The U.S. government thinks Gibson has broken laws meant to
protect endangered woods.
My first reaction as a U.S. taxpayer is, "is this any way to spend
our tax dollars"?
My second response is "as either an importer or an exporter, be sure
you know all of the regulations, and follow them closely, checking
and rechecking. Be sure to double check the paperwork BEFORE
a shipment is made."
From Wallstreet News
Gibson Guitar Corp., a big user of ebony and other scarce woods, for years has allied itself with Greenpeace and other environmental groups to show it was serious about preserving forests.
That didn't stop the Nashville-based company, whose guitars are used by such musicians as B.B. King and Angus Young of AC/DC, from running afoul of U.S. authorities over allegedly illegal imports of wood. Though no charges have been filed, Gibson factories have been raided twice, most recently last week, by federal agents who say ebony exported from India to Gibson was "fraudulently" labeled to conceal a contravention of Indian export law.
Federal agents with the U.S. Fish & Wildlife Service shut down the Gibson Guitar factory in Memphis Aug. 24 to serve search warrants.
Henry Juszkiewicz, chief executive officer of the closely held company, said in an interview that a broker probably made a mistake in labeling the goods but that the sale was legal and approved by Indian authorities.
Gibson's predicament, which raises concerns for musical instrument makers and other importers of wood, illustrates the pitfalls of complying with U.S. law while dealing with middlemen in faraway countries whose legal systems can be murky.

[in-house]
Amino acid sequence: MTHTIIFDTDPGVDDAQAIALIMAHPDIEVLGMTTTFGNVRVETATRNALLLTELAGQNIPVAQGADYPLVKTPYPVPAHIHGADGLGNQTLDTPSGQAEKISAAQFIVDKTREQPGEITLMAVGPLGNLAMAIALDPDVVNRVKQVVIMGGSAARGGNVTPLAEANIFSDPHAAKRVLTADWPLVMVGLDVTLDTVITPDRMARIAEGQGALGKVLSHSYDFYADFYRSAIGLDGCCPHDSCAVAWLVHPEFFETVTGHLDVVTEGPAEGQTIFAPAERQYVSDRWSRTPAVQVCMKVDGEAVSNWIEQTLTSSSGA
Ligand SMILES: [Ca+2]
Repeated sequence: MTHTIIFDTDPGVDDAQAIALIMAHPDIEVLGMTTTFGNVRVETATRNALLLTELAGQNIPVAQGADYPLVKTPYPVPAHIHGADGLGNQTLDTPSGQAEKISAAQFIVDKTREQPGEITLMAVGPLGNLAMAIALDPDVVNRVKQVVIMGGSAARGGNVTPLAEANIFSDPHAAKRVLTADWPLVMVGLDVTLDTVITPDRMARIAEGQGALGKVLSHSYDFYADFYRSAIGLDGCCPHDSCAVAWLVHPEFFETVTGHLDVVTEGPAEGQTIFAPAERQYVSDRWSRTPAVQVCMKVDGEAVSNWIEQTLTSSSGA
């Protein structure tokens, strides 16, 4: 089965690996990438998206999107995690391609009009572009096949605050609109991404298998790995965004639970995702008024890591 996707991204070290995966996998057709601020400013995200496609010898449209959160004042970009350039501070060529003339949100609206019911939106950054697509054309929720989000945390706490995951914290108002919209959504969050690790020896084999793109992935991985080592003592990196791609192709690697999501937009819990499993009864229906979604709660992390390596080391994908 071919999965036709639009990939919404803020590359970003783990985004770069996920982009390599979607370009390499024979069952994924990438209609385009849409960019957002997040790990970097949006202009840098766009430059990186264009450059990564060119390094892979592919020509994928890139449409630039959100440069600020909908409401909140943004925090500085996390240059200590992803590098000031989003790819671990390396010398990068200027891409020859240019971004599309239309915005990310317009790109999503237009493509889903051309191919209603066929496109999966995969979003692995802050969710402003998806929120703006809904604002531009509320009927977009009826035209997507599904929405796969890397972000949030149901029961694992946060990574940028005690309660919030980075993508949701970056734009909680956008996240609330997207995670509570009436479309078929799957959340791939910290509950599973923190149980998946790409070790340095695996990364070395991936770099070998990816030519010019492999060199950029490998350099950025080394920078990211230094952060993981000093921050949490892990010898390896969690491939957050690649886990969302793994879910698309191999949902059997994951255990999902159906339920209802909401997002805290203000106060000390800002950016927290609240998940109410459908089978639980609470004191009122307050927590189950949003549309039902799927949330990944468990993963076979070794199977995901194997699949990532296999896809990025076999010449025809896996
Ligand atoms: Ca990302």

The law ensnaring Gibson is the Lacey Act of 1900, originally passed to regulate trade in bird feathers used for hats and amended in 2008 to cover wood and other plant products. It requires companies to make detailed disclosures about wood imports and bars the purchase of goods exported in violation of a foreign country's laws.
Leonard Krause, a consultant in Eugene, Ore., who advises companies on complying with the Lacey Act, is telling clients they should hire lawyers in countries where they obtain products. "How many people know the statutes in India?" Mr. Krause said. "The net effect is that it raises everybody's cost of doing business."
Federal agents first raided Gibson factories in November 2009 and were back again Aug. 24, seizing guitars, wood and electronic records. Gene Nix, a wood product engineer at Gibson, was questioned by agents after the first raid and told he could face five years in jail.
"Can you imagine a federal agent saying, 'You're going to jail for five years' and what you do is sort wood in the factory?" said Mr. Juszkiewicz, recounting the incident. "I think that's way over the top." Gibson employees, he said, are being "treated like drug criminals."
Mr. Nix hasn't been accused of any wrongdoing. He couldn't be reached for comment.
Gibson models include Les Paul and the Flying V. Above, testing and tuning in the Memphis, Tenn., factory.